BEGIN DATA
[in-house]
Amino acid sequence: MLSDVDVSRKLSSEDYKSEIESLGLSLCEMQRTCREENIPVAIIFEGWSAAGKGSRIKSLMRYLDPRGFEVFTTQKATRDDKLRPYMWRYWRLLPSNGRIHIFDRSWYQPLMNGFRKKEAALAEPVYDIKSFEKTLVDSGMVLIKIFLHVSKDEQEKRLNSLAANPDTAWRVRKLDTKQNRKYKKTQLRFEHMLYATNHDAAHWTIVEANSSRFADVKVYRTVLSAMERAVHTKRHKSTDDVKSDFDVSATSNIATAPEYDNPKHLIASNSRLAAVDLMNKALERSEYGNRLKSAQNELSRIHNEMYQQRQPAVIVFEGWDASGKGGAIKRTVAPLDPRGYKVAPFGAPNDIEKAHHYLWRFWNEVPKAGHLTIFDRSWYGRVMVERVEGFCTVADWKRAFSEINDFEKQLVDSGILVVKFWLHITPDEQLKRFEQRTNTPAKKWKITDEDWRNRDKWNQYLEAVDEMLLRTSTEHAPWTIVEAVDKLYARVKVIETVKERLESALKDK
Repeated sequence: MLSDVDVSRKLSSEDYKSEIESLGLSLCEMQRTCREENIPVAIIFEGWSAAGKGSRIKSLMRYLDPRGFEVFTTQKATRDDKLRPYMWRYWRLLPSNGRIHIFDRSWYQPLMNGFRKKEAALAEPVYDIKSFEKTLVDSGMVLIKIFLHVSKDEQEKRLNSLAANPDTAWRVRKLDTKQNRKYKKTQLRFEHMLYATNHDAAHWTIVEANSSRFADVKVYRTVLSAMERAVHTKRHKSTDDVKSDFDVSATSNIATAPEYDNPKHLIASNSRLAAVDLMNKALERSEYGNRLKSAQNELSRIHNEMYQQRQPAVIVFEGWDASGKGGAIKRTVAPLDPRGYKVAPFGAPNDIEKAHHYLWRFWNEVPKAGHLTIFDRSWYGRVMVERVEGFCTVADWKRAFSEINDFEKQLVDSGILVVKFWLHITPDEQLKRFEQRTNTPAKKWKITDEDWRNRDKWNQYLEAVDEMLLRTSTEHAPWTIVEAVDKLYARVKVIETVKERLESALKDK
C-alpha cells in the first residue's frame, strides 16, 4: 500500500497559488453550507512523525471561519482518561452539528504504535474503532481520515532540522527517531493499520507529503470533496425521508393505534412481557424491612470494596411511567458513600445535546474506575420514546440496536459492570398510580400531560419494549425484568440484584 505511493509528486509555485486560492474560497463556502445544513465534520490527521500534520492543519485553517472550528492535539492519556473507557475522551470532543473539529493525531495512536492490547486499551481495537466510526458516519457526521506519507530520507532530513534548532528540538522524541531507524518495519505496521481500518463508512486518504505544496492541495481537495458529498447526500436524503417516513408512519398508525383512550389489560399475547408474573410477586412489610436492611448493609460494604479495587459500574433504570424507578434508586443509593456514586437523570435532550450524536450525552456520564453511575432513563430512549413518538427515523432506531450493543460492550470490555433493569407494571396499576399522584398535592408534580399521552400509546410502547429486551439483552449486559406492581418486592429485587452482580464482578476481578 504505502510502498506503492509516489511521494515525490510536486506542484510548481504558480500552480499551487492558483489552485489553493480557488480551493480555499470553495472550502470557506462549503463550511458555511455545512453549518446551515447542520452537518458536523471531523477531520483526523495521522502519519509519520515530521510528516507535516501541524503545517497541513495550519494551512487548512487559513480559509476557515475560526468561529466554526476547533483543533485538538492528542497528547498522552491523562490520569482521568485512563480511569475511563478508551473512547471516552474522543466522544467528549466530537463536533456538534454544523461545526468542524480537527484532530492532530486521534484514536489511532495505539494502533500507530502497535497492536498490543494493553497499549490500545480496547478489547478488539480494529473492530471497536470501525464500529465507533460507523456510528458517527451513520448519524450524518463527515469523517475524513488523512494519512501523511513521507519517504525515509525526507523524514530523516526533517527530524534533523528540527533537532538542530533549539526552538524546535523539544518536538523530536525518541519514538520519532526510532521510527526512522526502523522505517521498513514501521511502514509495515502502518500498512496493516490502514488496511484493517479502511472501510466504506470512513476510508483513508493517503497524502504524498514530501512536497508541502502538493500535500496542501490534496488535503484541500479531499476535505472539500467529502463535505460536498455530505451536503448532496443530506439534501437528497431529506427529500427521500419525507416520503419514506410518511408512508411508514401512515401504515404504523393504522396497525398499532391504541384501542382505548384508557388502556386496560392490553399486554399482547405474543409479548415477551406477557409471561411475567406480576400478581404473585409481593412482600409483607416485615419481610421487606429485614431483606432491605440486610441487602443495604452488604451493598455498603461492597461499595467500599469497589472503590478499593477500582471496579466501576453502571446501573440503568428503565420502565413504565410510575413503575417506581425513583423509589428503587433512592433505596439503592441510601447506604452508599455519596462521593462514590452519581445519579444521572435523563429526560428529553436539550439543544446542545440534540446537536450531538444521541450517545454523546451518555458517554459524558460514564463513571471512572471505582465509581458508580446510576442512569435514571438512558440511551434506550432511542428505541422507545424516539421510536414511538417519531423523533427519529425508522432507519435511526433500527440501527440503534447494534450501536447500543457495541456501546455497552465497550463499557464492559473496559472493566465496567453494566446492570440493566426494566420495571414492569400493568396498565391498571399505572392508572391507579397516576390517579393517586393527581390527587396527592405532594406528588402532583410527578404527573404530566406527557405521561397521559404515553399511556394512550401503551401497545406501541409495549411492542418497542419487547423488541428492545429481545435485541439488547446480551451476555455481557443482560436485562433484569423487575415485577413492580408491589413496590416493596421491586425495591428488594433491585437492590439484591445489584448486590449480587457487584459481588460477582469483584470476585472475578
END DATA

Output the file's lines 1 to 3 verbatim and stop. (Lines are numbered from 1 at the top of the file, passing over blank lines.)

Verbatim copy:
[in-house]
Amino acid sequence: MLSDVDVSRKLSSEDYKSEIESLGLSLCEMQRTCREENIPVAIIFEGWSAAGKGSRIKSLMRYLDPRGFEVFTTQKATRDDKLRPYMWRYWRLLPSNGRIHIFDRSWYQPLMNGFRKKEAALAEPVYDIKSFEKTLVDSGMVLIKIFLHVSKDEQEKRLNSLAANPDTAWRVRKLDTKQNRKYKKTQLRFEHMLYATNHDAAHWTIVEANSSRFADVKVYRTVLSAMERAVHTKRHKSTDDVKSDFDVSATSNIATAPEYDNPKHLIASNSRLAAVDLMNKALERSEYGNRLKSAQNELSRIHNEMYQQRQPAVIVFEGWDASGKGGAIKRTVAPLDPRGYKVAPFGAPNDIEKAHHYLWRFWNEVPKAGHLTIFDRSWYGRVMVERVEGFCTVADWKRAFSEINDFEKQLVDSGILVVKFWLHITPDEQLKRFEQRTNTPAKKWKITDEDWRNRDKWNQYLEAVDEMLLRTSTEHAPWTIVEAVDKLYARVKVIETVKERLESALKDK
Repeated sequence: MLSDVDVSRKLSSEDYKSEIESLGLSLCEMQRTCREENIPVAIIFEGWSAAGKGSRIKSLMRYLDPRGFEVFTTQKATRDDKLRPYMWRYWRLLPSNGRIHIFDRSWYQPLMNGFRKKEAALAEPVYDIKSFEKTLVDSGMVLIKIFLHVSKDEQEKRLNSLAANPDTAWRVRKLDTKQNRKYKKTQLRFEHMLYATNHDAAHWTIVEANSSRFADVKVYRTVLSAMERAVHTKRHKSTDDVKSDFDVSATSNIATAPEYDNPKHLIASNSRLAAVDLMNKALERSEYGNRLKSAQNELSRIHNEMYQQRQPAVIVFEGWDASGKGGAIKRTVAPLDPRGYKVAPFGAPNDIEKAHHYLWRFWNEVPKAGHLTIFDRSWYGRVMVERVEGFCTVADWKRAFSEINDFEKQLVDSGILVVKFWLHITPDEQLKRFEQRTNTPAKKWKITDEDWRNRDKWNQYLEAVDEMLLRTSTEHAPWTIVEAVDKLYARVKVIETVKERLESALKDK